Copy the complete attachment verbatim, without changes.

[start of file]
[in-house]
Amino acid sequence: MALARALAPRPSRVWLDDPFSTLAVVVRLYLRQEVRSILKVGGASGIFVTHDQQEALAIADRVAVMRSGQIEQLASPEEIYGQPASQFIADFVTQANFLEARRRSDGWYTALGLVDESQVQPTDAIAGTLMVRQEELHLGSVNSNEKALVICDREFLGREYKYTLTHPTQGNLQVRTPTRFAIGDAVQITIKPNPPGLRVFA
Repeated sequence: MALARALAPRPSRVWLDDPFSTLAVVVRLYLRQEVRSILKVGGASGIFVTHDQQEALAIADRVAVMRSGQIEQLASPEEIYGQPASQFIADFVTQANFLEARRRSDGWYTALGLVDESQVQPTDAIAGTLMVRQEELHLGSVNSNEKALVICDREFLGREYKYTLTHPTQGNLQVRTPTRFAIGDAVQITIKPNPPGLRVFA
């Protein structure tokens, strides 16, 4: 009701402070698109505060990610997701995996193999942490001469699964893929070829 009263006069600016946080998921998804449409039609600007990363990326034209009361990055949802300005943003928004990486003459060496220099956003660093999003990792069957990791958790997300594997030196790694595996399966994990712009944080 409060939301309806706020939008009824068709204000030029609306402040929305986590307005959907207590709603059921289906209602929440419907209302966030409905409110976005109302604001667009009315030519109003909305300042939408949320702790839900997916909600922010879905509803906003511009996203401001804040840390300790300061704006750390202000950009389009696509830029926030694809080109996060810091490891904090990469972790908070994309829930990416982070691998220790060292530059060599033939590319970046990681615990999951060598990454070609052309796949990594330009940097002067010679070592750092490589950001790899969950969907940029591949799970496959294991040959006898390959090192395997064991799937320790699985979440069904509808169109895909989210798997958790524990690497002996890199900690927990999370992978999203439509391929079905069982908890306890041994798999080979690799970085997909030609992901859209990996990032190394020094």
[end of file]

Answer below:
[in-house]
Amino acid sequence: MALARALAPRPSRVWLDDPFSTLAVVVRLYLRQEVRSILKVGGASGIFVTHDQQEALAIADRVAVMRSGQIEQLASPEEIYGQPASQFIADFVTQANFLEARRRSDGWYTALGLVDESQVQPTDAIAGTLMVRQEELHLGSVNSNEKALVICDREFLGREYKYTLTHPTQGNLQVRTPTRFAIGDAVQITIKPNPPGLRVFA
Repeated sequence: MALARALAPRPSRVWLDDPFSTLAVVVRLYLRQEVRSILKVGGASGIFVTHDQQEALAIADRVAVMRSGQIEQLASPEEIYGQPASQFIADFVTQANFLEARRRSDGWYTALGLVDESQVQPTDAIAGTLMVRQEELHLGSVNSNEKALVICDREFLGREYKYTLTHPTQGNLQVRTPTRFAIGDAVQITIKPNPPGLRVFA
């Protein structure tokens, strides 16, 4: 009701402070698109505060990610997701995996193999942490001469699964893929070829 009263006069600016946080998921998804449409039609600007990363990326034209009361990055949802300005943003928004990486003459060496220099956003660093999003990792069957990791958790997300594997030196790694595996399966994990712009944080 409060939301309806706020939008009824068709204000030029609306402040929305986590307005959907207590709603059921289906209602929440419907209302966030409905409110976005109302604001667009009315030519109003909305300042939408949320702790839900997916909600922010879905509803906003511009996203401001804040840390300790300061704006750390202000950009389009696509830029926030694809080109996060810091490891904090990469972790908070994309829930990416982070691998220790060292530059060599033939590319970046990681615990999951060598990454070609052309796949990594330009940097002067010679070592750092490589950001790899969950969907940029591949799970496959294991040959006898390959090192395997064991799937320790699985979440069904509808169109895909989210798997958790524990690497002996890199900690927990999370992978999203439509391929079905069982908890306890041994798999080979690799970085997909030609992901859209990996990032190394020094």